There is an urgent need to humanise education, focusing on the centrality of the person and creating the necessary conditions for an integral development. Giving children and young people a proper autonomy and the necessary leadership will make it possible for each one to grow inwardly, as part of a living, interdependent, and fraternal community. In sharing a common destiny, the complexity of reality will be interpreted through a new pact on education, leading us to rediscover the beauty of humanism inspired by the Gospel. (Cardinal Giuseppe Versaldi, Prefect of the Congregation for Catholic Education in the Welcome Address for the Handbook on the Global Compact for Education).
In an address to participants in an International Conference on the Global Pact on Education (1st June 2022), Pope Francis spoke about how a crisis can become a stimulus to set people out on new paths.
“An eloquent example of how to confront a crisis,” he said, was how the mythological figure Aeneas saves his father and son from the flames of his burning city:
“Aeneas saves himself, but not by himself. He brings with him his father, who represents his past, and his son, who represents the future.”
This image, noted the Pope, “can serve to illustrate the mission of educators, who are called to preserve the past and to guide the steps of the young towards the future. It can also help us to reflect on some fundamental principles of the Global Pact on Education.”
He cites these principles as:
- the centrality of the person: every educational process must be centred on persons and concentrate on what is essential; “everything else is secondary.”
- the need to invest the best energies with creativity and responsibility: Education, he noted “is always rooted in a past,” but it is also aimed at the future “where the old and the new come together in the composition of a new humanism.”
- a need to educate for service: The “throwaway culture” would have us believe that, as soon as something no longer functions properly, it should be thrown out and exchanged. This has also become a mindset that affects what we do with people.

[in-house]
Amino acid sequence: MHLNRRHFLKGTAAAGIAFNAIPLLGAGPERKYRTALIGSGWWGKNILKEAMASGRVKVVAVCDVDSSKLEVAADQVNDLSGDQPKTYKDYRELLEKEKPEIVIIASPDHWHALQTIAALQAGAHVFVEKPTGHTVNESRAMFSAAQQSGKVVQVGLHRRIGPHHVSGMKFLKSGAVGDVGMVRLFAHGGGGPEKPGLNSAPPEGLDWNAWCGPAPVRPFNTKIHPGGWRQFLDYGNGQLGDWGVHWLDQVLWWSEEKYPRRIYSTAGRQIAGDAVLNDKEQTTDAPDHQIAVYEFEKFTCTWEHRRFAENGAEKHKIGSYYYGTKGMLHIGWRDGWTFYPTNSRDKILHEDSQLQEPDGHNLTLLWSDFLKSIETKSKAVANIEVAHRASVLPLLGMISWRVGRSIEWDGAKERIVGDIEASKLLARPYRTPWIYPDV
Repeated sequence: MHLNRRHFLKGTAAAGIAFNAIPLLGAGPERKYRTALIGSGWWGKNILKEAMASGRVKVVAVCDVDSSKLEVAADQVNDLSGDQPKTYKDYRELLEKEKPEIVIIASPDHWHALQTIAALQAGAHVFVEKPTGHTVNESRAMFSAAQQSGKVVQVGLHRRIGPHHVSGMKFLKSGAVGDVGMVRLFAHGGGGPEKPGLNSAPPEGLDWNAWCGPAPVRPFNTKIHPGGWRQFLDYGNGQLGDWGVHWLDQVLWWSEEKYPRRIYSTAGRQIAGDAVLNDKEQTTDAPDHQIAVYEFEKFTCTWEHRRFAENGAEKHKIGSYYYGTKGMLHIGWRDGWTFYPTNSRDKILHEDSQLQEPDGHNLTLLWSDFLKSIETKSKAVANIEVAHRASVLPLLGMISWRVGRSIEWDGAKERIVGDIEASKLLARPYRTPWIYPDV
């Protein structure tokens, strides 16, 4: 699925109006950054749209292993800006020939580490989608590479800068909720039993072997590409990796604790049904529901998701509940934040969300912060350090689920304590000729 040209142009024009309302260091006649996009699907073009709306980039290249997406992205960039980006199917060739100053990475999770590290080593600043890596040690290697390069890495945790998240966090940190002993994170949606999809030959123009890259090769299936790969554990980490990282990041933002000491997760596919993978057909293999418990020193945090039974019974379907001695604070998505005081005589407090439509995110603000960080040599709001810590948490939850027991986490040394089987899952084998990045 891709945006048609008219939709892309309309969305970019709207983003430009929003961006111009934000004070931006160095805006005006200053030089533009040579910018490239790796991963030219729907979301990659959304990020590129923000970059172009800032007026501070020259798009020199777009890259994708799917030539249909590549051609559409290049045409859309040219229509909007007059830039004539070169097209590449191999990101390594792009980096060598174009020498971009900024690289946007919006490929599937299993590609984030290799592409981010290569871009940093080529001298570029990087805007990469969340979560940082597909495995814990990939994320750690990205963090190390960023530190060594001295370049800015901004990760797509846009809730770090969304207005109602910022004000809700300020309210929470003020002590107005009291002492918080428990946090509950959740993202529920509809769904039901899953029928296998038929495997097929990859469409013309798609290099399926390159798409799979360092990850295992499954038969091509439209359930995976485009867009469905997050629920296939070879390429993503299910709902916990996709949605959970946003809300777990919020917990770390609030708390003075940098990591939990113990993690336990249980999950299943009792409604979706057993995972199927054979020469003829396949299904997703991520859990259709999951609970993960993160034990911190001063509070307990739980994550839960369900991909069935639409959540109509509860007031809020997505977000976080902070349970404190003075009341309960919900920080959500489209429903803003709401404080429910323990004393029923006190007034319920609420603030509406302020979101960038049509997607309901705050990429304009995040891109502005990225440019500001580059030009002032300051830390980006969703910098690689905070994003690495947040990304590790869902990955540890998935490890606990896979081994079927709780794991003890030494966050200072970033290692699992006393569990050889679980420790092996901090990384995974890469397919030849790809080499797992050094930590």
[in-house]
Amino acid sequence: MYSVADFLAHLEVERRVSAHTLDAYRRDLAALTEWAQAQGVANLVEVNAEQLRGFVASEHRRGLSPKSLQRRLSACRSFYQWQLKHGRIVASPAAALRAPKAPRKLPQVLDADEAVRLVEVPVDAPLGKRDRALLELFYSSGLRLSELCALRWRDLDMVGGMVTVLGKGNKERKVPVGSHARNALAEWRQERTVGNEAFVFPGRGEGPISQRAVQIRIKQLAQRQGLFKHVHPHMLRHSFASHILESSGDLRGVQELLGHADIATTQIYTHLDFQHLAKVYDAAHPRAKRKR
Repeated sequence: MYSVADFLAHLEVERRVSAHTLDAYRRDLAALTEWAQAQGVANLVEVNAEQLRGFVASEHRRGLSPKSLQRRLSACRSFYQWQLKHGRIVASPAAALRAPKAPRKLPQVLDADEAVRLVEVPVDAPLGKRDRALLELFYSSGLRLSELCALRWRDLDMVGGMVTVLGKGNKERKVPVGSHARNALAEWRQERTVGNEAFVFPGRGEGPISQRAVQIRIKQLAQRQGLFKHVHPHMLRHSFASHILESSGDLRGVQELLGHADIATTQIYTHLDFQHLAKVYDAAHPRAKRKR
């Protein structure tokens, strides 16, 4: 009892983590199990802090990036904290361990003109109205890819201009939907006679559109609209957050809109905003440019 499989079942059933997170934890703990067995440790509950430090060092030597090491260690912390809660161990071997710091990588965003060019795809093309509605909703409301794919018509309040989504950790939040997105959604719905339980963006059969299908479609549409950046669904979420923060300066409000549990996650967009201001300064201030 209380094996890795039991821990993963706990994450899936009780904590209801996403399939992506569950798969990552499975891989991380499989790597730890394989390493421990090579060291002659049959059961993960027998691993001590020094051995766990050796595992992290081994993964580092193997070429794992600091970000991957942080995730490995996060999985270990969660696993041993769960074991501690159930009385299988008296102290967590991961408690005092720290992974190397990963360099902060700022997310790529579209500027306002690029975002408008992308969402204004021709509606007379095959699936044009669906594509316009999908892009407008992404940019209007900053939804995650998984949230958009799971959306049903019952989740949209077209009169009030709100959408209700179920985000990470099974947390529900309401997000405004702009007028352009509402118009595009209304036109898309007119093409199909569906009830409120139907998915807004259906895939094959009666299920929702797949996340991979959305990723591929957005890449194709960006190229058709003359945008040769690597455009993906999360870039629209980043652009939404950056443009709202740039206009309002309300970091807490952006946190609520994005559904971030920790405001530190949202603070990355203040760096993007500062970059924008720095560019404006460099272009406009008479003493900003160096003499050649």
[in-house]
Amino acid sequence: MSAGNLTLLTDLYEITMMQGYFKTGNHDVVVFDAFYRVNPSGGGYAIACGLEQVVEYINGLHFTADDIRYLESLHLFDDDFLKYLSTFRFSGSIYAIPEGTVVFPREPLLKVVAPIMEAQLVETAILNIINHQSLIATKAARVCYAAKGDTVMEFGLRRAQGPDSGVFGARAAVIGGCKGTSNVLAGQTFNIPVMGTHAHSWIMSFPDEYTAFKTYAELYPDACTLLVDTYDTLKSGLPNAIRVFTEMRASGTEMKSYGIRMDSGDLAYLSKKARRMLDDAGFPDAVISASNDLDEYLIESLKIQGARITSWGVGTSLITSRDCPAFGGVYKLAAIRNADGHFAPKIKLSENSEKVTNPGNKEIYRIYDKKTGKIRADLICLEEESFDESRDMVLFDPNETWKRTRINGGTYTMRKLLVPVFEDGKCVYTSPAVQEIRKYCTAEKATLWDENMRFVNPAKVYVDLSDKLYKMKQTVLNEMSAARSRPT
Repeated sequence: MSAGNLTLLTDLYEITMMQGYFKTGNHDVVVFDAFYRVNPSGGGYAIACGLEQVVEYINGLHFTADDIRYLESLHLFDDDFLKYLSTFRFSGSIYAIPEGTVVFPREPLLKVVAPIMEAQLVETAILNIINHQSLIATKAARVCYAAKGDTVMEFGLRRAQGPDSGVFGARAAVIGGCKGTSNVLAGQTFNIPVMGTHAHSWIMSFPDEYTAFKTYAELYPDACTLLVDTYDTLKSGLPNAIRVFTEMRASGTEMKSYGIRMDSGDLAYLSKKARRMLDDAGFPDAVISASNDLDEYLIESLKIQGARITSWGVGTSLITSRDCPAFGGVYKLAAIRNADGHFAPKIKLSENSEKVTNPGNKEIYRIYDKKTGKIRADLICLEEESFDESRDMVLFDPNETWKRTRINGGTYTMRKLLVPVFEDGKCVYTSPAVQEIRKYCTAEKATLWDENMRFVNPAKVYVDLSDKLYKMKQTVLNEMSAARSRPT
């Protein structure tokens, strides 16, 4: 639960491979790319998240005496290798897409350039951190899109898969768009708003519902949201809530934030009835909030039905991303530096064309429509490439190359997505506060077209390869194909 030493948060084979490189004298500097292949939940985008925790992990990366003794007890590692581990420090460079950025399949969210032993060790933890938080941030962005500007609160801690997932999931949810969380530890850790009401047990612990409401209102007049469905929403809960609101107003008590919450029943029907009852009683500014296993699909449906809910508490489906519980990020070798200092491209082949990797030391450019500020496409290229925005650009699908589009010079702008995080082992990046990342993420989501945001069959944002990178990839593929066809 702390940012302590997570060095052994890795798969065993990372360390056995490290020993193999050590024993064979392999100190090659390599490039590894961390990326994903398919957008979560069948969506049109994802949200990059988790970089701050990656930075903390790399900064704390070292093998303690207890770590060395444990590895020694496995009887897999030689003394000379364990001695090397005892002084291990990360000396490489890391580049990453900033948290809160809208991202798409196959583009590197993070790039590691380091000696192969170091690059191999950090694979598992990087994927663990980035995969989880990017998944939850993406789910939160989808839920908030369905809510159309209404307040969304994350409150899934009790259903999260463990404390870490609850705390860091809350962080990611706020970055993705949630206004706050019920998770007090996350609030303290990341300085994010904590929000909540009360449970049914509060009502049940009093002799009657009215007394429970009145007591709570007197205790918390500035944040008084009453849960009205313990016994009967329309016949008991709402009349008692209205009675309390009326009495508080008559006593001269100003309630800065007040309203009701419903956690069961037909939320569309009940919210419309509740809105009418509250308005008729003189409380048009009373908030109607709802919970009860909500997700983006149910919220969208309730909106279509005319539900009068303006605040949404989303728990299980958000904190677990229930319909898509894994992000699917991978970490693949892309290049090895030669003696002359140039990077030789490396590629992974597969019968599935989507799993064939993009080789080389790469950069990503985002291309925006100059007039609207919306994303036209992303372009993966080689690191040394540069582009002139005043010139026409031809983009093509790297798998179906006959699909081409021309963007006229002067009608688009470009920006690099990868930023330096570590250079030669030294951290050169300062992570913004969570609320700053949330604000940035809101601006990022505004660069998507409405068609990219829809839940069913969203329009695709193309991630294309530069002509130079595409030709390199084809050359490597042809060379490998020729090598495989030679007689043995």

Crisis and opportunity
In conclusion, Pope Francis observed that at a time when technology and consumerism are turning us into users and consumers, “the crisis can become an opportunity for evangelisation, for preaching anew the meaning of our humanity, our life, and this world in which we live.”
It can also be “an opportunity to reassert the centrality of the human person as a creature that, in Christ, is the image and likeness of its Creator.”
“Not to speak the truth about God out of respect for those who do not believe would be,” he stressed, “in the field of education, like burning books out of respect for those who are not intellectuals, destroying works of art out of respect for those who do not see, or silencing music out of respect for those who do not hear.”
On October 5, 2021, on the occasion of World Teachers’ and Educators’ Day, the Vatican held a meeting entitled «Religions and Education: towards a Global Pact on Education». The representatives of the religions of the world dialogued together with Pope Francis about the main educational challenges and, on that occasion, greeted the teachers and educators of all the world. At the end of the meeting, calling upon the cooperation of UNESCO, they invited the institutions of the world to put education at the very centre of the international agenda.
See Global Compact on Education | Global Compact on Education (educationglobalcompact.org)
See also pdf doc download Global Compact on Education
This is a handbook for implementing the Compact on Education and is intended above all for educators who must guide children and young people, through educational and extracurricular, formal and informal courses, in building our common home.